A research job that put her in touch with Steve Allen got her a spot on his show. An ectopic pregnancy sidelined her. She was fired from ABC. Got a radio gig on the same station as Rush Limbaugh. Made fun of him to retaliate for his attacking Gloria Steinem. Fired again.
She moved on.
Did a gig for Milton Berle’s 89th birthday. Barbara W in the audience. Hired for The View. That job has ended.
She moves on.
All the while Behar is telling us these stories she is tossing out one liners, but her real skill shines when she sticks to a storyline and makes it pop. Her rendition of the tale of Lorena Bobbitt is laser sharp, observant, and has the best line of the entire night.
As the show comes to a close the material wanders off the track with a lot of time spent unnecessarily on Catherine Deneuve – a woman with an extraordinary life who has a passel of regrets. Behar has no director for this show, and at this point in the evening the need for one becomes clear. She could use a set of eyes as skilled as her own to shape her tale and refine her content.
That being said, Behar takes it home by bringing up her Aunt Rose again and compares her to Deneuve. Aunt Rose never had kids, had a very ordinary life and a very ordinary husband, and not one regret. You have to live on purpose to have no regrets Behar tells us underneath the jokes. Behar has done that and continues to. This is one of those “overnight success stories” that took decades of working and working and working. She never gave up. She never sat out one inning. This is a story of persistence, determination, faith and grit.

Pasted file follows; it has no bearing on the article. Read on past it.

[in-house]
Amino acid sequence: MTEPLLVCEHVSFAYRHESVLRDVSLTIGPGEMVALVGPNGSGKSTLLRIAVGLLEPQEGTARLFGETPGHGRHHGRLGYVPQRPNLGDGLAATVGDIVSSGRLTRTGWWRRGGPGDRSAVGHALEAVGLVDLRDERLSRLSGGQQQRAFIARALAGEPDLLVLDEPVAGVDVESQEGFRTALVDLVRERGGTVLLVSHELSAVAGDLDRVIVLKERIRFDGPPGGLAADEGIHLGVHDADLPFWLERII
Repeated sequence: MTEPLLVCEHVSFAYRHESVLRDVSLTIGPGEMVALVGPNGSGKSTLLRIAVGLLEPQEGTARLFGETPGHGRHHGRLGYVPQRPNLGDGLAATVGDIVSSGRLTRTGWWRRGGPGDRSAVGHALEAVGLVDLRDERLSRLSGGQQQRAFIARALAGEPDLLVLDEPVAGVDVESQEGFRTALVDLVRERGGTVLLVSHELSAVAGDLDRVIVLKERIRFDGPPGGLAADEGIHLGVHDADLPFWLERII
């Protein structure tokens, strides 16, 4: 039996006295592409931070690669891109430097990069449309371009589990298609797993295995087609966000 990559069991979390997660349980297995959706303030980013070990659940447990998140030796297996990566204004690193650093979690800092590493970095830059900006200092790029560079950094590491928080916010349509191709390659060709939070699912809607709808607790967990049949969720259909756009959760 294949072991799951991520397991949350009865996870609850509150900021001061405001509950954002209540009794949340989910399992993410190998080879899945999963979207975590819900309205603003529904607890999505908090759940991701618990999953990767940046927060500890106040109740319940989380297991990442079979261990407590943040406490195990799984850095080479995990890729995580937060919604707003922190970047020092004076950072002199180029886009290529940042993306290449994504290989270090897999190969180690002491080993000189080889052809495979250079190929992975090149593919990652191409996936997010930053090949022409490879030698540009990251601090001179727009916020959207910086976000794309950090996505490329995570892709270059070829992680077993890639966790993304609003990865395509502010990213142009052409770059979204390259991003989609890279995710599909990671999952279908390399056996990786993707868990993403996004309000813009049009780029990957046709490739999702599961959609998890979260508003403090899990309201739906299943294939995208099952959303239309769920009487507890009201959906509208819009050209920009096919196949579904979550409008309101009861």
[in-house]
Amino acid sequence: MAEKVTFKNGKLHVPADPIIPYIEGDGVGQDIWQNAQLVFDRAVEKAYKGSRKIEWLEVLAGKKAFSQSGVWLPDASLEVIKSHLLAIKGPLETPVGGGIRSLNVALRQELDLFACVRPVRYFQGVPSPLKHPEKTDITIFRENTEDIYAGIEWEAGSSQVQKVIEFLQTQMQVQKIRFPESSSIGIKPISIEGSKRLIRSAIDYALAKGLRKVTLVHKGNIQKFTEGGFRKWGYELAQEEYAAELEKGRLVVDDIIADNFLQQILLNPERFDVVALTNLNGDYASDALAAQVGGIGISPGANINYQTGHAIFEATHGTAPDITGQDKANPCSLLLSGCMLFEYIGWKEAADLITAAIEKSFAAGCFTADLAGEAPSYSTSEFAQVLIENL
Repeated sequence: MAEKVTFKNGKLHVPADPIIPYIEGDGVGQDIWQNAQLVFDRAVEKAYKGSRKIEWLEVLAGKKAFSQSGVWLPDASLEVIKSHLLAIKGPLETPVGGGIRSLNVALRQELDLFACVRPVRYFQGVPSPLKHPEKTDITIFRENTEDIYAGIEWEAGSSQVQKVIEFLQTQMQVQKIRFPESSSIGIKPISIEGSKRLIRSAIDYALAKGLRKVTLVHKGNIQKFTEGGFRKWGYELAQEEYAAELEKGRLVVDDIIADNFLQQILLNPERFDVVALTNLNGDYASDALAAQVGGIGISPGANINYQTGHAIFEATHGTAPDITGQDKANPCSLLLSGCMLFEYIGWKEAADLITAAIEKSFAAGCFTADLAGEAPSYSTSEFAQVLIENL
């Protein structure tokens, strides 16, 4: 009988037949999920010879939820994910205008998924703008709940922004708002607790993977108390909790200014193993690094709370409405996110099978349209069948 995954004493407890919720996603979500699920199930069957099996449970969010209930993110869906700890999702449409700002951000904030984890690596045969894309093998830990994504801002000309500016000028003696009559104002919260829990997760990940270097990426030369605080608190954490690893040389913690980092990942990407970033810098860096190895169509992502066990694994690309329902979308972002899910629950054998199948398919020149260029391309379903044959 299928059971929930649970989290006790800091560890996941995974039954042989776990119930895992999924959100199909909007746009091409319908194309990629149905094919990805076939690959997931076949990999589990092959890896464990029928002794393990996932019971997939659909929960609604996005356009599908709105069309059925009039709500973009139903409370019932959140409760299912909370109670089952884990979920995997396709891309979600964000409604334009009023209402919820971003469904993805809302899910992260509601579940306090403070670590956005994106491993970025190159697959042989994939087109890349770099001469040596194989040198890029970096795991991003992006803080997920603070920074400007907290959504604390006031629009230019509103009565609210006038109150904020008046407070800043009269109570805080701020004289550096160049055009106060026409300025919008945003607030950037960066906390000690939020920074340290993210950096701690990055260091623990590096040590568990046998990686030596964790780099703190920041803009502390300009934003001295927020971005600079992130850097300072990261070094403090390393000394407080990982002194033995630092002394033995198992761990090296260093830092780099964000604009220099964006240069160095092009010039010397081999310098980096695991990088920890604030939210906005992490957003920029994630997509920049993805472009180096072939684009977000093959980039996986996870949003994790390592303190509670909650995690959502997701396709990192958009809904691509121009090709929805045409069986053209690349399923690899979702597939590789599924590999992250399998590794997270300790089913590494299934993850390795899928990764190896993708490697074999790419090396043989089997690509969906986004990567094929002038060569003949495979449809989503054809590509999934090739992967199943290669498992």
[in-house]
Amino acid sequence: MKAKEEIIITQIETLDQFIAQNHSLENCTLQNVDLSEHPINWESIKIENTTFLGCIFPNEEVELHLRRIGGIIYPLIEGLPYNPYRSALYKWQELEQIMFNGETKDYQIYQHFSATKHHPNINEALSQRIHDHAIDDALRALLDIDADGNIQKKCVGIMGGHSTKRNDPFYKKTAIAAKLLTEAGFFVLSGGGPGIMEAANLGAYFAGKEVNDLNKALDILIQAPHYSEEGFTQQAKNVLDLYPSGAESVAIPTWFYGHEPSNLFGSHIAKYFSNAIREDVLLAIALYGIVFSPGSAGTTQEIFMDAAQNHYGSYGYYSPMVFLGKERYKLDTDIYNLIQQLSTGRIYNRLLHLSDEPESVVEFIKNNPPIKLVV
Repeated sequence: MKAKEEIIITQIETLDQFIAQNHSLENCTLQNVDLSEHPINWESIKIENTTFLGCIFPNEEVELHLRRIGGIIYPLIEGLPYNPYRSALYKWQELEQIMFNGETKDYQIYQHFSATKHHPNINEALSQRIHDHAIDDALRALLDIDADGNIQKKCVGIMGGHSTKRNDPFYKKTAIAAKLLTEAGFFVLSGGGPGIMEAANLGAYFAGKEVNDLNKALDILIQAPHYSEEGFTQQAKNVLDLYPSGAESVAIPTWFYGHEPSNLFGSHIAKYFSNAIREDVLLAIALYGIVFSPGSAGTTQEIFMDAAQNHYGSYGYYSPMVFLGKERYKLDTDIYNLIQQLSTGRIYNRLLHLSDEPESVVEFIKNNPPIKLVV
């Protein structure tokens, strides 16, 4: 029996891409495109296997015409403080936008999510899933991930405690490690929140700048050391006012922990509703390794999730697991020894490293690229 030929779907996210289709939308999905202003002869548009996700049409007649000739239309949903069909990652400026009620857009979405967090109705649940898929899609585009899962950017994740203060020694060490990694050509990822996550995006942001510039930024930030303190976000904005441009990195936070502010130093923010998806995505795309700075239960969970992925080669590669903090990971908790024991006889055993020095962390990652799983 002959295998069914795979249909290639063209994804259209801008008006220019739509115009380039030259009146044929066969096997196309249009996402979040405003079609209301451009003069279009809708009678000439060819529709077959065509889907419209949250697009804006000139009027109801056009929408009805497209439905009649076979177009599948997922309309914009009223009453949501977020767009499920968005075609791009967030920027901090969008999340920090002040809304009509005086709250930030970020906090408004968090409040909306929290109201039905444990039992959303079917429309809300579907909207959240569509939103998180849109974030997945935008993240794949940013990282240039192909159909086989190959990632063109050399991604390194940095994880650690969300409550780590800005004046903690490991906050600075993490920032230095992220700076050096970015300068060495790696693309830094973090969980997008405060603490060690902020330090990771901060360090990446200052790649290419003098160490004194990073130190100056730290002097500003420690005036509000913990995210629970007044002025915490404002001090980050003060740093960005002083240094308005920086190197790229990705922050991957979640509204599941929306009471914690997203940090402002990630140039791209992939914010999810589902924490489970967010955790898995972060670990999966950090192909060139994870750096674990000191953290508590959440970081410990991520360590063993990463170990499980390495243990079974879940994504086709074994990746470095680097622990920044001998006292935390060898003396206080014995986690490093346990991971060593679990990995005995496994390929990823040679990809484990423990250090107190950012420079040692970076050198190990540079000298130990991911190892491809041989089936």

The fact that our story teller is one seriously honest and funny woman, who is wise from experience and wants everyone in on every joke, is an added bonus. Long may she wave.
Me, My Mouth and I written and performed by Joy Behar
Presented by the Cherry Lane Theatre, under the direction of Angelina Fiordellisi, in association with Steve Janowitz. Scheduled through December 21, ME, MY MOUTH AND I will perform Thursdays through Saturdays at 7 p.m. and Sundays at 3 p.m. Exceptions : added performances on Nov. 12 and 26; no performances Nov. 9 or Nov. 27). Tickets are $50 on Thursdays and Sundays at $60 on Fridays and Saturdays. For ticket purchases, call 212 352 3101 or visit www.cherrylanetheatre.org
This year Cherry Lane Theatre celebrates is 90th anniversary as one of the nation’s leading theaters dedicated to the development and production of new work.